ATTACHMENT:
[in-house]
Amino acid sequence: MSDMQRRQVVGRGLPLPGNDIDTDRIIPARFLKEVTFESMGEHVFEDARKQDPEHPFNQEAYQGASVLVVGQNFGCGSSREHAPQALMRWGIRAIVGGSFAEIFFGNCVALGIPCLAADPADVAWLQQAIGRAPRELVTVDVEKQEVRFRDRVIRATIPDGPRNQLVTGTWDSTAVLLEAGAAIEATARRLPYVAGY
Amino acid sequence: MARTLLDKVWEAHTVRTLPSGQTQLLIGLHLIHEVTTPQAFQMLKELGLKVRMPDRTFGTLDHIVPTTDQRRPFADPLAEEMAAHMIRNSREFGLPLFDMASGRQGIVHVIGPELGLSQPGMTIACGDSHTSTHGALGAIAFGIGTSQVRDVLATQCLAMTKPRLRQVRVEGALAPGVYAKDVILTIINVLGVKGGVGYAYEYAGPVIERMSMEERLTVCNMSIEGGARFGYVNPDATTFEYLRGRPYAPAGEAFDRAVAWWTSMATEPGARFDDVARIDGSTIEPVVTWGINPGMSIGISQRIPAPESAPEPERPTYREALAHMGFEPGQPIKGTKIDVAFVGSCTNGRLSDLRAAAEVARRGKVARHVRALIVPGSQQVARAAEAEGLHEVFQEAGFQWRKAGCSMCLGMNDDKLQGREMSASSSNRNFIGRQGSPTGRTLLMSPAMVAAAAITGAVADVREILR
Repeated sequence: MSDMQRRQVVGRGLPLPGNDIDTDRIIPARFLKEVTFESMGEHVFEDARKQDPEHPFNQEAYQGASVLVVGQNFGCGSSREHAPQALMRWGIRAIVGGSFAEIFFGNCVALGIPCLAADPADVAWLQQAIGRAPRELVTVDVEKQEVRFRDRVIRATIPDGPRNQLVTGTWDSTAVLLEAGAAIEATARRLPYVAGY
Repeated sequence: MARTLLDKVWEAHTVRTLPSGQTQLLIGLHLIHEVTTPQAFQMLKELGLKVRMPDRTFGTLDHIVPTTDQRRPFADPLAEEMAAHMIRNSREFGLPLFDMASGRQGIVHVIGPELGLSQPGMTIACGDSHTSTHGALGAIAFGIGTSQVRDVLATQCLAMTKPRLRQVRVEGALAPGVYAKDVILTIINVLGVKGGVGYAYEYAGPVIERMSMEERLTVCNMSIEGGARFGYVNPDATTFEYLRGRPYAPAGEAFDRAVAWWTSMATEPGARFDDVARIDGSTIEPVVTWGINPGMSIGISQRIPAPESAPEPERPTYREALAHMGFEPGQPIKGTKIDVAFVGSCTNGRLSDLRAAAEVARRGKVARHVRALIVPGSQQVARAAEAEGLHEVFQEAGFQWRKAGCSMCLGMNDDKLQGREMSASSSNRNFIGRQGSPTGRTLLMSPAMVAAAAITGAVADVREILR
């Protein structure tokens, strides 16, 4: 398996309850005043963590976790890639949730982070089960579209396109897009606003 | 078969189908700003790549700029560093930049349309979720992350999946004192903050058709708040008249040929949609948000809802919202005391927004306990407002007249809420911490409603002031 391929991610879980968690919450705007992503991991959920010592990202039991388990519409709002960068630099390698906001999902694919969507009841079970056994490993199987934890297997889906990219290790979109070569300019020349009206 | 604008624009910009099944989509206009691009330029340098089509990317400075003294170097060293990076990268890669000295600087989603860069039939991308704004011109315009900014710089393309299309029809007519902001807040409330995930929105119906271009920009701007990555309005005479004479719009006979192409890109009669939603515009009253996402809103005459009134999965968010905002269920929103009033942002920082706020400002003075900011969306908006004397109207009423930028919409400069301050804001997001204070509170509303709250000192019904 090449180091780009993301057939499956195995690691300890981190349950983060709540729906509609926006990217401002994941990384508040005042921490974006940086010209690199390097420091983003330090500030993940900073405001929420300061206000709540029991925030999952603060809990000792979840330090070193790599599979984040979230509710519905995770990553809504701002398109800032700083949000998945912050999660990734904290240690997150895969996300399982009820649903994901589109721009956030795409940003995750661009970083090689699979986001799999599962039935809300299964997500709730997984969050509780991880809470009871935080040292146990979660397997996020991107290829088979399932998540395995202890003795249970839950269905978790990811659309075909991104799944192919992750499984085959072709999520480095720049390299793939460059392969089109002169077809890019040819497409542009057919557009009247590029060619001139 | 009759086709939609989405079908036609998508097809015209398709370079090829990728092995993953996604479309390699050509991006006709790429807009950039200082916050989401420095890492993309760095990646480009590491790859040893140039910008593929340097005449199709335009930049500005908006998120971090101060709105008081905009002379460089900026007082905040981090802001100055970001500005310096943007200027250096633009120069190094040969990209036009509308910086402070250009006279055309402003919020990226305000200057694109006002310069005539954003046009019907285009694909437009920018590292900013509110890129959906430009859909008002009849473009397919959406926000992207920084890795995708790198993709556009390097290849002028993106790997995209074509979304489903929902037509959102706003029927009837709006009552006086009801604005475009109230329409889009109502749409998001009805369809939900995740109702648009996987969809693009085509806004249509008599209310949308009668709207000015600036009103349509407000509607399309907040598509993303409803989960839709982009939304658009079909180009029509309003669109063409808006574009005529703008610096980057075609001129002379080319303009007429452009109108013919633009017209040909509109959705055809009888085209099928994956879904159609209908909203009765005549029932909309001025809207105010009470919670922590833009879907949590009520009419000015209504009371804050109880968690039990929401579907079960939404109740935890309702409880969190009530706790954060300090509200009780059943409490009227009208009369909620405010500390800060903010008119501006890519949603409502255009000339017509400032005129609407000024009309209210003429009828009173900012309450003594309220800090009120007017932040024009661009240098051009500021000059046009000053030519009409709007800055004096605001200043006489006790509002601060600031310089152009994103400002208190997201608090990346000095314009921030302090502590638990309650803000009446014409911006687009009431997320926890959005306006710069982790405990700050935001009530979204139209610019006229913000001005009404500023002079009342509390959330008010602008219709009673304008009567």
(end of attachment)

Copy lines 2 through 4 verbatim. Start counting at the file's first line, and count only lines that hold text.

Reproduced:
Amino acid sequence: MSDMQRRQVVGRGLPLPGNDIDTDRIIPARFLKEVTFESMGEHVFEDARKQDPEHPFNQEAYQGASVLVVGQNFGCGSSREHAPQALMRWGIRAIVGGSFAEIFFGNCVALGIPCLAADPADVAWLQQAIGRAPRELVTVDVEKQEVRFRDRVIRATIPDGPRNQLVTGTWDSTAVLLEAGAAIEATARRLPYVAGY
Amino acid sequence: MARTLLDKVWEAHTVRTLPSGQTQLLIGLHLIHEVTTPQAFQMLKELGLKVRMPDRTFGTLDHIVPTTDQRRPFADPLAEEMAAHMIRNSREFGLPLFDMASGRQGIVHVIGPELGLSQPGMTIACGDSHTSTHGALGAIAFGIGTSQVRDVLATQCLAMTKPRLRQVRVEGALAPGVYAKDVILTIINVLGVKGGVGYAYEYAGPVIERMSMEERLTVCNMSIEGGARFGYVNPDATTFEYLRGRPYAPAGEAFDRAVAWWTSMATEPGARFDDVARIDGSTIEPVVTWGINPGMSIGISQRIPAPESAPEPERPTYREALAHMGFEPGQPIKGTKIDVAFVGSCTNGRLSDLRAAAEVARRGKVARHVRALIVPGSQQVARAAEAEGLHEVFQEAGFQWRKAGCSMCLGMNDDKLQGREMSASSSNRNFIGRQGSPTGRTLLMSPAMVAAAAITGAVADVREILR
Repeated sequence: MSDMQRRQVVGRGLPLPGNDIDTDRIIPARFLKEVTFESMGEHVFEDARKQDPEHPFNQEAYQGASVLVVGQNFGCGSSREHAPQALMRWGIRAIVGGSFAEIFFGNCVALGIPCLAADPADVAWLQQAIGRAPRELVTVDVEKQEVRFRDRVIRATIPDGPRNQLVTGTWDSTAVLLEAGAAIEATARRLPYVAGY